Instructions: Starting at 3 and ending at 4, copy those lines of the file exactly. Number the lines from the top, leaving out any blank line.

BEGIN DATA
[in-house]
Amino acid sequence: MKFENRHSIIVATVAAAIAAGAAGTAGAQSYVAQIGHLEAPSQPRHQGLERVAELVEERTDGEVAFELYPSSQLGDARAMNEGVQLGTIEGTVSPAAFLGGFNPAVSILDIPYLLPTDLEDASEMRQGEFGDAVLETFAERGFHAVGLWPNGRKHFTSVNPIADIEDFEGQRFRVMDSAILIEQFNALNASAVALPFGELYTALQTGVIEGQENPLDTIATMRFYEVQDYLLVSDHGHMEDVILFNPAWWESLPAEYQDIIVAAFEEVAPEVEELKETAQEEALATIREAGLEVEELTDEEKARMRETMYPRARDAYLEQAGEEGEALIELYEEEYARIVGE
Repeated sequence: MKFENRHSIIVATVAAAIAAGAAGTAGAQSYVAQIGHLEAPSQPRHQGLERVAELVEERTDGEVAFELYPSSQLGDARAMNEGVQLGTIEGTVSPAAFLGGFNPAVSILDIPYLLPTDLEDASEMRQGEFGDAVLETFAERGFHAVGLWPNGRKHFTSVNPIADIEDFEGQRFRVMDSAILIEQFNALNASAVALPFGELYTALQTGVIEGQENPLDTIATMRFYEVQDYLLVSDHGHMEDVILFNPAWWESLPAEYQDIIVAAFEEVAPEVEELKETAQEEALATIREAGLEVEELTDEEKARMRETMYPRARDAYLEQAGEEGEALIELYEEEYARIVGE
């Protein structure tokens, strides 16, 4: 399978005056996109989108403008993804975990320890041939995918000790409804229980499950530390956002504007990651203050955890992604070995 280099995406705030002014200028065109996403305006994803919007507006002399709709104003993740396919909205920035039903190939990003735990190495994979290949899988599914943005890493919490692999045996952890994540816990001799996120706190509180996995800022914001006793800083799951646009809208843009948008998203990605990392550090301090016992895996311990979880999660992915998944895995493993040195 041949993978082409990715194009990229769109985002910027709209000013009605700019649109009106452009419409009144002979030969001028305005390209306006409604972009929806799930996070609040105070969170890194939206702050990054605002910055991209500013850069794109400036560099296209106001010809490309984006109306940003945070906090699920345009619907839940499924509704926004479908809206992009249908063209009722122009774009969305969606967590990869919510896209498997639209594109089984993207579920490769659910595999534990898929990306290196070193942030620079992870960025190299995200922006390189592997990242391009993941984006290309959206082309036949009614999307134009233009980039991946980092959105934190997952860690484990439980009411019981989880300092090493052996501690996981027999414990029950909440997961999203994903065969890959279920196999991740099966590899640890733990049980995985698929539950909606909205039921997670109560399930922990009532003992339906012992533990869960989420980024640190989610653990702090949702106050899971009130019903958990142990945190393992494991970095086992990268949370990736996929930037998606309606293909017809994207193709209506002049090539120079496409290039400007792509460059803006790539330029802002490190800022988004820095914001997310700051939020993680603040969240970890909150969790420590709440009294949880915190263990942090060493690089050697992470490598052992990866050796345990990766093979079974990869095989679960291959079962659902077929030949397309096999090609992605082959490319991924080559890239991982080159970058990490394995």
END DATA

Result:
Repeated sequence: MKFENRHSIIVATVAAAIAAGAAGTAGAQSYVAQIGHLEAPSQPRHQGLERVAELVEERTDGEVAFELYPSSQLGDARAMNEGVQLGTIEGTVSPAAFLGGFNPAVSILDIPYLLPTDLEDASEMRQGEFGDAVLETFAERGFHAVGLWPNGRKHFTSVNPIADIEDFEGQRFRVMDSAILIEQFNALNASAVALPFGELYTALQTGVIEGQENPLDTIATMRFYEVQDYLLVSDHGHMEDVILFNPAWWESLPAEYQDIIVAAFEEVAPEVEELKETAQEEALATIREAGLEVEELTDEEKARMRETMYPRARDAYLEQAGEEGEALIELYEEEYARIVGE
């Protein structure tokens, strides 16, 4: 399978005056996109989108403008993804975990320890041939995918000790409804229980499950530390956002504007990651203050955890992604070995 280099995406705030002014200028065109996403305006994803919007507006002399709709104003993740396919909205920035039903190939990003735990190495994979290949899988599914943005890493919490692999045996952890994540816990001799996120706190509180996995800022914001006793800083799951646009809208843009948008998203990605990392550090301090016992895996311990979880999660992915998944895995493993040195 041949993978082409990715194009990229769109985002910027709209000013009605700019649109009106452009419409009144002979030969001028305005390209306006409604972009929806799930996070609040105070969170890194939206702050990054605002910055991209500013850069794109400036560099296209106001010809490309984006109306940003945070906090699920345009619907839940499924509704926004479908809206992009249908063209009722122009774009969305969606967590990869919510896209498997639209594109089984993207579920490769659910595999534990898929990306290196070193942030620079992870960025190299995200922006390189592997990242391009993941984006290309959206082309036949009614999307134009233009980039991946980092959105934190997952860690484990439980009411019981989880300092090493052996501690996981027999414990029950909440997961999203994903065969890959279920196999991740099966590899640890733990049980995985698929539950909606909205039921997670109560399930922990009532003992339906012992533990869960989420980024640190989610653990702090949702106050899971009130019903958990142990945190393992494991970095086992990268949370990736996929930037998606309606293909017809994207193709209506002049090539120079496409290039400007792509460059803006790539330029802002490190800022988004820095914001997310700051939020993680603040969240970890909150969790420590709440009294949880915190263990942090060493690089050697992470490598052992990866050796345990990766093979079974990869095989679960291959079962659902077929030949397309096999090609992605082959490319991924080559890239991982080159970058990490394995």